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Contrasting wood banding on table10/30
I had a customer stop in today and ask about building a custom table similar to the below photo. They would like it built from 12/4 solid walnut with either a light birch/oak banding or a bronze metal banding going across the top as seen in the photo. My concern is that the walnut will move roughly 3/8" from winter to summer width-wise and the contrasting wood or metal will not. I was thinking potentially an epoxy, but the same issue would apply. Any suggestions or tell them no go and need to find a different design.
No adhesive will stop seasonal movement. The only way the inlay would stay flat would be to dovetail it in the top and only glue it in the middle. BUT, depending on when you build it, it will either protrude past the edge of the table during the winter or not be flush in the summer.
Thanks for the response Rich and I completely agree. One solution shared with me was to glue the contrasting banding with the same grain direction as the walnut. It would take a lot of small pieces glued together, but then could be run the same direction as the walnut grain. Assuming I could match up a similar moving wood to walnut, this may work???
Keeping the grain direction the same will work.
Yes, the grain will have to run the same way in the inlay as the primary grain direction.
This is why veneering is the solution to that table's construction.
I am leery of customers that come to me with all the specs on how the table /whatever/ should be built. Specifying 12/4 Walnut is fine, but try to find enough to make that table look good will be nigh impossible. Any piece of Walnut in the US good enough for that table was exported. Generally speaking, all we get is what no one else will buy.
And to finish the rain parade, I would advise against building this table (veneer or solids) if you are not experienced enough to spot the best construct immediately. This is no project upon which to learn veneering.
We often do solid brass inlays on tables. We always use veneer over industrial MDF substrates. From certainlywood.com we get some fantastic grain patterns and it makes a table that is stable and will last. Solids just move too much when trapping metal inlays.
Thanks for the info. We have built several tables with contrasting woods, metal inlays, and using veneers, but these were not what the client wanted as my first response to them was veneer. Before I told them no, I thoughts I'd ask around and see what input the community may have. I think the idea of a contrasting wood, running with the grain, yet still across the table will work for the client.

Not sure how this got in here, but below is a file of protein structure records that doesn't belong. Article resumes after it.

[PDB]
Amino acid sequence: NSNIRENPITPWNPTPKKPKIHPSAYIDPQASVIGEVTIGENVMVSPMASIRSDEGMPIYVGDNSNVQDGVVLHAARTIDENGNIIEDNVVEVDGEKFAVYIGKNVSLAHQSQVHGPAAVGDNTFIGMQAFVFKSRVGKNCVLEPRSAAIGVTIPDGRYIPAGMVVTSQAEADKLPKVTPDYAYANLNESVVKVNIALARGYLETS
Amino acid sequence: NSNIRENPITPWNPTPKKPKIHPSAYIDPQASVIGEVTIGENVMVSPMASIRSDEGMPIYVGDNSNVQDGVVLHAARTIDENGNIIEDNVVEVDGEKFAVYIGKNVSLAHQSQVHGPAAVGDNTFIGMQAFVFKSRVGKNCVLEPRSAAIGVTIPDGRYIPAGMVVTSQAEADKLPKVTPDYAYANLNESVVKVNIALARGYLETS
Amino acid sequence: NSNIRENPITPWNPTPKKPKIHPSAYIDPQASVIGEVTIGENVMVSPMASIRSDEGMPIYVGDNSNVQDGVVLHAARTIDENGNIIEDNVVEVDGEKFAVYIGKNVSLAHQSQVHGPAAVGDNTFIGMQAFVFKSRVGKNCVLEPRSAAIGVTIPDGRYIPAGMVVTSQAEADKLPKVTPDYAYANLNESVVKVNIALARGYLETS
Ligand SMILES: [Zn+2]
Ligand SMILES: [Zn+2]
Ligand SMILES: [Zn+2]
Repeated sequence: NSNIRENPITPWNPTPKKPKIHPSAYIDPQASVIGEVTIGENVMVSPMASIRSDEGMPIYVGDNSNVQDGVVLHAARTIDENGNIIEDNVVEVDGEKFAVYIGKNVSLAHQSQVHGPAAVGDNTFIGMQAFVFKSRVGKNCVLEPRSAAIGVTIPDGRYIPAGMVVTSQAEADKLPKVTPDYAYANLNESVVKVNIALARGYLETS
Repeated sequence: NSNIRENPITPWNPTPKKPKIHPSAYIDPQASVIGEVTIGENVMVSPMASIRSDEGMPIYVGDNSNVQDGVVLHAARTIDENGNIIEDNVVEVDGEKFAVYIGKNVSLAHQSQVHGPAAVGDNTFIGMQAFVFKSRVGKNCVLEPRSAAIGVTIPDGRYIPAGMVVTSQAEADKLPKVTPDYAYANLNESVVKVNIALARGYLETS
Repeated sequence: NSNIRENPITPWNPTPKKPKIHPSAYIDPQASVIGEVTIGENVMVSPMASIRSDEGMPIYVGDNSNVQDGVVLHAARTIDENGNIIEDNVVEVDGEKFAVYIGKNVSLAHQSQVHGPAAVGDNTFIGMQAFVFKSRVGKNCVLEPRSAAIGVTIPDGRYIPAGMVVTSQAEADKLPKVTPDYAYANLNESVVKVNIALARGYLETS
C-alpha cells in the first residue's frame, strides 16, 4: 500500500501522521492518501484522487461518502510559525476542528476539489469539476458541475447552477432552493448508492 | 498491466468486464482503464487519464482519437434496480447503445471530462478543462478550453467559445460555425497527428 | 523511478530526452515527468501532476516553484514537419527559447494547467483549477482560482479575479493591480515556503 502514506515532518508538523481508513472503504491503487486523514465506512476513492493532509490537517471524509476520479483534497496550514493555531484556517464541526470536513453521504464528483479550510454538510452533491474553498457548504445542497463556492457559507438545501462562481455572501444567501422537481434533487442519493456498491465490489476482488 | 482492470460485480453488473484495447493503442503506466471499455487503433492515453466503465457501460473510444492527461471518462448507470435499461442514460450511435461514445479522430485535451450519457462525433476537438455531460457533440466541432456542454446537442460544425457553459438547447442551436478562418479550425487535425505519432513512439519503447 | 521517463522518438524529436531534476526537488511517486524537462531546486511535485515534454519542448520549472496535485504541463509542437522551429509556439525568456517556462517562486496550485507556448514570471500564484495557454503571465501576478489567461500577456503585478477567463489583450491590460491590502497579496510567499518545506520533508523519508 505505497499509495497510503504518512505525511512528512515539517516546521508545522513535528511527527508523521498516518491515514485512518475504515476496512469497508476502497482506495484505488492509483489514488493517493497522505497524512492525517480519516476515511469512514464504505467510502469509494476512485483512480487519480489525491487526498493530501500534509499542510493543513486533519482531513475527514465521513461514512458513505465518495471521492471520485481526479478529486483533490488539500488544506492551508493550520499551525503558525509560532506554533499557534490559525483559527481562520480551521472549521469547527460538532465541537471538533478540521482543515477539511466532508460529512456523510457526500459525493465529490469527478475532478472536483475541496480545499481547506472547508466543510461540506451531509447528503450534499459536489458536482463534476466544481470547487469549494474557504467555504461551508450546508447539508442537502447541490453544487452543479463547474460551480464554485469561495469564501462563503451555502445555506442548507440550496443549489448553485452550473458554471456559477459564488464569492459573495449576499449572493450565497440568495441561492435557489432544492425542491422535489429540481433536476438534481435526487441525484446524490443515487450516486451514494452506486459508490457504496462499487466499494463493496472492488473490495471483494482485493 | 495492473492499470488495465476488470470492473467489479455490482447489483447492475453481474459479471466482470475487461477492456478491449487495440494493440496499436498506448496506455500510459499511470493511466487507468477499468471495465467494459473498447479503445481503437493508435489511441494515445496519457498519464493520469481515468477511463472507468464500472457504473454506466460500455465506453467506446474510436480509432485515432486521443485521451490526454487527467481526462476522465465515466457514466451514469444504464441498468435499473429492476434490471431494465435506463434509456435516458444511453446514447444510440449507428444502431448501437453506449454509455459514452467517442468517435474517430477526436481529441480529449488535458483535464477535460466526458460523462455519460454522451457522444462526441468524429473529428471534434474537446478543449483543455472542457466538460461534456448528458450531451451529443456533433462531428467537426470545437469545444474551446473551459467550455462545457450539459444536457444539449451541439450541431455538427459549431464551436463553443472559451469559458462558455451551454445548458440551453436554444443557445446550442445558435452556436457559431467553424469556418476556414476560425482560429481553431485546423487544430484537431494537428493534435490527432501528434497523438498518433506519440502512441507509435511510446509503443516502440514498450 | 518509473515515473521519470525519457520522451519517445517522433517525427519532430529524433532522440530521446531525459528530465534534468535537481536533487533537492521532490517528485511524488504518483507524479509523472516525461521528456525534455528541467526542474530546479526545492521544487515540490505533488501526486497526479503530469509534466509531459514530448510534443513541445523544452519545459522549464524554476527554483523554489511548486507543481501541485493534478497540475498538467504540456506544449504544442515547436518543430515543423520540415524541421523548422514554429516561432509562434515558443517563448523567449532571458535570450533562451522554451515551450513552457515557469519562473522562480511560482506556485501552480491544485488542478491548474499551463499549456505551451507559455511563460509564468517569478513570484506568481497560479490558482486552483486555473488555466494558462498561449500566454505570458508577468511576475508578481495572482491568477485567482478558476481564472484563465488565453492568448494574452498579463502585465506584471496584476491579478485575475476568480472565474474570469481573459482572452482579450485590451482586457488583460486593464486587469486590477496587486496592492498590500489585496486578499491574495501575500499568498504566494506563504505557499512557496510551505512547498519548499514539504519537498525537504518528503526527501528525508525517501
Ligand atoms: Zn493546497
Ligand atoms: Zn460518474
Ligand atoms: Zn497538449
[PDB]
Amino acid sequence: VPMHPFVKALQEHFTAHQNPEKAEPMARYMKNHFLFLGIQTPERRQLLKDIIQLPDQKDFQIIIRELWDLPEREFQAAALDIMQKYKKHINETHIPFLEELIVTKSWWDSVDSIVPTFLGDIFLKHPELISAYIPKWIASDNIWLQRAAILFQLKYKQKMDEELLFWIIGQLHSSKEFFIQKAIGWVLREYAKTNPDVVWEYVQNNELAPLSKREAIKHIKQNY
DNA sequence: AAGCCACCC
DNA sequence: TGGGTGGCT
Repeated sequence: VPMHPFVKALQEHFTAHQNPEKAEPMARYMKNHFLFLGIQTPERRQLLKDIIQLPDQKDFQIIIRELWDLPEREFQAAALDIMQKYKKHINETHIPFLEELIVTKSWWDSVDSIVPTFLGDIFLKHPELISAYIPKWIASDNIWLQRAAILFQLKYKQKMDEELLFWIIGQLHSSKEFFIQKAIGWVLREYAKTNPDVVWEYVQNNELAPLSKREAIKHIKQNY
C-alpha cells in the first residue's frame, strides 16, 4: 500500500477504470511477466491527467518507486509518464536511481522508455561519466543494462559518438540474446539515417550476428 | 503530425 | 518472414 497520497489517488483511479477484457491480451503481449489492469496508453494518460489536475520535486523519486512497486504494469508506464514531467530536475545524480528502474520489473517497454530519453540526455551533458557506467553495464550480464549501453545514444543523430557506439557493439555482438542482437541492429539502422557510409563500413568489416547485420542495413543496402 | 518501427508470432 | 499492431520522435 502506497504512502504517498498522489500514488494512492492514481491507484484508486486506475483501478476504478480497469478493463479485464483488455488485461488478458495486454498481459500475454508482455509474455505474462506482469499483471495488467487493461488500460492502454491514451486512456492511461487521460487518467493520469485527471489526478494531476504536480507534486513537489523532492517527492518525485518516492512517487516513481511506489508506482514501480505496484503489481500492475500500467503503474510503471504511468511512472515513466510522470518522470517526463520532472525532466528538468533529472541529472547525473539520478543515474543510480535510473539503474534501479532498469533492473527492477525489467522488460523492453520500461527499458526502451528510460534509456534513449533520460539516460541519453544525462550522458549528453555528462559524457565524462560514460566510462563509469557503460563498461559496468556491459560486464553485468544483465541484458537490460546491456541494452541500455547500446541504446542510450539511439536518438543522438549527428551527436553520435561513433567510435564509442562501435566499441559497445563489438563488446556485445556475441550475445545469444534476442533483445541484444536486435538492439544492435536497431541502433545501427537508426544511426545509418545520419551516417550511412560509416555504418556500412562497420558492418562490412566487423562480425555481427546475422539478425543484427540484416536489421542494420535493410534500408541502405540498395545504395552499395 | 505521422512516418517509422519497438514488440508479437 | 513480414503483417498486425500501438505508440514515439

Some additional info from the client: The table was photographed in Japan and was approximately 4" thick solid wood, although they didn't know species. There were numerous bronze bands running every which way over the table and a metal base.
BTW Dave, if you ever need some quality walnut, I have it in 8/4 and 12/4. Just need to know the right sawmill, and be willing to pay a premium for it.
If that photographed table is solid, there is something else going on. If you look at that bit of sapwood on the right end, then look at the vertical sapwood there appears to be a seam along the top. Same thing appears on the first angle stripe on the front. Sure looks like thick veneer to me.
The table in the photo looks like solid wood to me. The inlaid strips look like the grain runs in the same direction as the tabletop, too. I think whoever built it knew what they were doing. This approach is exactly how you install holly inlay on classic American furniture made with solid wood, the grain always runs in the same direction as the field, and it has worked for hundreds of years.
I cant see that picture well enough to see the grain on the inlay. I may wager that its painted on and not inlay at all.
Also, John- what do you mean classic American furniture? Do you mean period furniture? Plenty of examples of banding not the same direction as the core. Many though not as drastic as this example.
I'm with Rich on this. It's low resolution but I see anomalies in the grain on the left side after the first band.
Could be a very thin brass foil and not solid bar like we have used. That would be more like a finishing item as it is paper thin. If you look at the edge there is a significant roundover and the brass is exactly the same. With the radius edge that would be almost impossible to do using brass bar stock.
Guys don't you know, its nearly 2020 wood movement is a myth ;) !
Now that's funny Kevin, but I did see a YouTube video debunking the wood movement fairy-tale. Six more YouTube videos and I earn my masters in fine woodworking and furniture building.
Well, I am one taking another look at wood movement. After 45 years as a professional, I am reconsidering the movement as the most difficult part of the work.